Sluggish U.S. Economy Still World’s Strongest
Google the words “sluggish U.S. economy” and “2004,” and in 0.40 second you get 4,540 results. “Weak employment report points to still-sluggish U.S. economy,” reads a recent headline, on the news that “just 112,000” jobs were added in November.
Well, we live in a world economy, so when headline writers use the word sluggish, we have to ask: Sluggish compared with whom? According to the November forecast of the Organization for Economic Cooperation and Development, gross domestic product in the U.S. is expected to increase by 4.4% in 2004. Elsewhere, the OECD predicts growth of 4% for Japan, 2.7% for the U.K., 2.1% for France and 1.2% for Germany. For the 12-country euro zone, the figure is 1.8%. To put matters in historical perspective, the last time Japan, Britain, France and Germany had growth rates at or in excess of 4.4%, the years were 1990, 1994, 1989 and 1991, respectively.
But, some say, America’s current economic performance is sluggish compared with its past performance. So let’s look at the data again. From 1997 through 2000–the great Clinton go-go years–U.S. growth averaged 4.25%. For Mr. Clinton’s first term, the average was 3.3%. For the eight years of the Reagan presidency, it was 3.4%. By what standard, then, can this year’s forecasted 4.4% be described as sluggish?
Maybe it can be argued that it’s been sluggish in terms of job gains. It is true that in 2004 there were some months when job growth failed to meet expectations, although there were other months when expectations were exceeded. Here again, however, it’s worth putting things in an international perspective. Overall, the U.S. economy has added 2.3 million jobs since the third quarter of 2003, bringing the unemployment rate down to 5.4% from 6% in October 2003. In Germany, the unemployment rate is 10%; in France it’s 9.5%. For the 27 countries of the OECD, the average unemployment rate is 6.8%. Only Britain and Japan, among the major economies, have unemployment rates lower than the U.S. OK, say the critics, but what has given the U.S. numbers a boost is that some people have so despaired of finding work that they’ve just dropped out of the job market. Yes, the rate of workforce participation in the U.S. declined slightly in the Bush years, from 76.8% in 2001 to 75.8% in 2003. But that still beats rates in Japan (72.3%) Germany (71.3%), France (68.2%) and Italy (61.6%).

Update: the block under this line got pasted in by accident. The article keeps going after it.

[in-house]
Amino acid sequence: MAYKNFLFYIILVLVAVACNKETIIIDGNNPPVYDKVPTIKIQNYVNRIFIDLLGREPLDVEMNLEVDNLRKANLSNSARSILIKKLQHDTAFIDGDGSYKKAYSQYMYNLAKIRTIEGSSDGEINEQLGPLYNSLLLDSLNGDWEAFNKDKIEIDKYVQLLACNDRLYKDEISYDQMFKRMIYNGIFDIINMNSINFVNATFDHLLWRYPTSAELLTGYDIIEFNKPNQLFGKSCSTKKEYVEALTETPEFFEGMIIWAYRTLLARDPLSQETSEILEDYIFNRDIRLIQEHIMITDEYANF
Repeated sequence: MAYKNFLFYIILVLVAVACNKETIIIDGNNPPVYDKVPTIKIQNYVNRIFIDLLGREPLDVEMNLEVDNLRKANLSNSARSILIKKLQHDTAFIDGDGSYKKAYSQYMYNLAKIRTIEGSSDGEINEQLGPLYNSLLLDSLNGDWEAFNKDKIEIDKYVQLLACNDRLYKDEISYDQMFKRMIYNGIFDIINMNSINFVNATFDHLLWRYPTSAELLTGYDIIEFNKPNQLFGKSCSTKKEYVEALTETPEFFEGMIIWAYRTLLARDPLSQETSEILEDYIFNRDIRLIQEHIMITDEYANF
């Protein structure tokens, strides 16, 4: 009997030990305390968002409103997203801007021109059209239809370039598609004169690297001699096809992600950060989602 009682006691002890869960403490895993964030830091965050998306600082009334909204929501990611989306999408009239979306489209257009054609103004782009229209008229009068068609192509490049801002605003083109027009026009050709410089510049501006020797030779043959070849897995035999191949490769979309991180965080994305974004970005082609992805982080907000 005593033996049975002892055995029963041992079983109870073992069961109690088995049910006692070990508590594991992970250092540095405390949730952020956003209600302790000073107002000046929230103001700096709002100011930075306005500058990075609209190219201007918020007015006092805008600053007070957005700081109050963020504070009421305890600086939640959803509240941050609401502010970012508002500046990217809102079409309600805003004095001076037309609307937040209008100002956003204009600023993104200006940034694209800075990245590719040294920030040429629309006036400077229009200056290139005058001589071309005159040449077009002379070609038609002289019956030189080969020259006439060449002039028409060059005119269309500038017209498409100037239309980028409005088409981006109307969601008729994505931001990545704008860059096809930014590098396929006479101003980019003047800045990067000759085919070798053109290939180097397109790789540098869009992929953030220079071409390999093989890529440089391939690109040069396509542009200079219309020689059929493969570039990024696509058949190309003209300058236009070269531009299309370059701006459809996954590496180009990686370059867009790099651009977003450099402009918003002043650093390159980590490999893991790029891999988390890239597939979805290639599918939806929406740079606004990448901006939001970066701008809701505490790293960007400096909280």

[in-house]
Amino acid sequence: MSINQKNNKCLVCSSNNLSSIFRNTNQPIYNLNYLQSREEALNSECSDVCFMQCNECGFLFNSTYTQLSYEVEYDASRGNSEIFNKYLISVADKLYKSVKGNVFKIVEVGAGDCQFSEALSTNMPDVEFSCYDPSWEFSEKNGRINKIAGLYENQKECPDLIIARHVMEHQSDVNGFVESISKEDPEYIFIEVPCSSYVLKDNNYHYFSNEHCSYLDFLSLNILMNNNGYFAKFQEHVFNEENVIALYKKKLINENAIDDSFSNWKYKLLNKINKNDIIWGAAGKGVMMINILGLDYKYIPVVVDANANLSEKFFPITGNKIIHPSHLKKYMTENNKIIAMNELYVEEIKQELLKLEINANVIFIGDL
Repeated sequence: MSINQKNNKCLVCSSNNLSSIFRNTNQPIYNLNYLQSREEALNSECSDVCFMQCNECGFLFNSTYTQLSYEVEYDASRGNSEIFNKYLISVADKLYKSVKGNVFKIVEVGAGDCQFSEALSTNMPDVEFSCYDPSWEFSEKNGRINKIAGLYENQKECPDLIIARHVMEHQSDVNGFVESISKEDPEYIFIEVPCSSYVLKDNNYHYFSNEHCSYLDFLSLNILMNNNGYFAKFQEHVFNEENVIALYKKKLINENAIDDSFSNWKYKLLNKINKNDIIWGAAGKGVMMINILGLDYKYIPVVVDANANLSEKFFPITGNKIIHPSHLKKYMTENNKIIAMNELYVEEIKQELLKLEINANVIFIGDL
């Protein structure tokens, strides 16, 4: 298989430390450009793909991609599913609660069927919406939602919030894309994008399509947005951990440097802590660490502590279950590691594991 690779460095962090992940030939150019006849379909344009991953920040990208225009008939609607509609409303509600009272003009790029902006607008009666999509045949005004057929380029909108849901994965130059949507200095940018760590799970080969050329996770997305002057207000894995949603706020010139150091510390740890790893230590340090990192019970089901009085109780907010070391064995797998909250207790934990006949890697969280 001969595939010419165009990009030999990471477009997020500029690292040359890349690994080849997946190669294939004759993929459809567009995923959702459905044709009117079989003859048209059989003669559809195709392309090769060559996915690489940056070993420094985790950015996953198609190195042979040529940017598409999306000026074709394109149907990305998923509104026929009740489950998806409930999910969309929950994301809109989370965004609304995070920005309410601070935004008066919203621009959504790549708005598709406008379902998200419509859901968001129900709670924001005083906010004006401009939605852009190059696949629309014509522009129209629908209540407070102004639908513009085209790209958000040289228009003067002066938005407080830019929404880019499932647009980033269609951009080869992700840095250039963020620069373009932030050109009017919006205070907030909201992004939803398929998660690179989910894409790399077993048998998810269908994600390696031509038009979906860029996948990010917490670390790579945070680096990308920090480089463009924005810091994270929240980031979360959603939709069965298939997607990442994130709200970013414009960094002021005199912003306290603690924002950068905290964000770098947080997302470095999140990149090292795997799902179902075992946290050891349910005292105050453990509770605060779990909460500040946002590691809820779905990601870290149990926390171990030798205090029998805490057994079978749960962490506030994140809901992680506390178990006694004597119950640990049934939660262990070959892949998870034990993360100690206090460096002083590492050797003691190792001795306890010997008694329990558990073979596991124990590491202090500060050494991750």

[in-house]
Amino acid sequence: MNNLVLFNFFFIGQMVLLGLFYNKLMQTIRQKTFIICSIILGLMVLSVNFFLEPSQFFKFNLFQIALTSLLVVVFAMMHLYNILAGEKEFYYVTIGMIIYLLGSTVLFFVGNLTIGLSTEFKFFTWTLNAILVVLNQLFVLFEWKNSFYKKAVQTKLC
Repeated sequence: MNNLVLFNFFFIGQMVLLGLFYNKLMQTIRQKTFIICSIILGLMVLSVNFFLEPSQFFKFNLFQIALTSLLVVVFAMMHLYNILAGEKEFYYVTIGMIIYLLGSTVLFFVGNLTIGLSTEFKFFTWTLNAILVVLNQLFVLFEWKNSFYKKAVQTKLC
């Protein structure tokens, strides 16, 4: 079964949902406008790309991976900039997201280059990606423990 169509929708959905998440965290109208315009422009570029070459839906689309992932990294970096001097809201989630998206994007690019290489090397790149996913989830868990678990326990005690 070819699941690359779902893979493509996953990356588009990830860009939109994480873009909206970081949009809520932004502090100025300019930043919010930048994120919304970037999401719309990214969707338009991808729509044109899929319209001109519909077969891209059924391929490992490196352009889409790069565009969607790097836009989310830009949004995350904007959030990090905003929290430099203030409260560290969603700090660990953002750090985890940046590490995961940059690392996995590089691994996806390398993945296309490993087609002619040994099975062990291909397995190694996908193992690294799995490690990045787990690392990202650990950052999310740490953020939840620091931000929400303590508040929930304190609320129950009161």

Even more revealing are the figures for long-term (12 months-plus) unemployment, as the nearby table shows. Here again, the U.S. looks good. Put simply, about 90% of Americans who lose their job can expect to find another within a year. Lose your job in Europe, and you face far more daunting odds.
An interesting bit of perspective.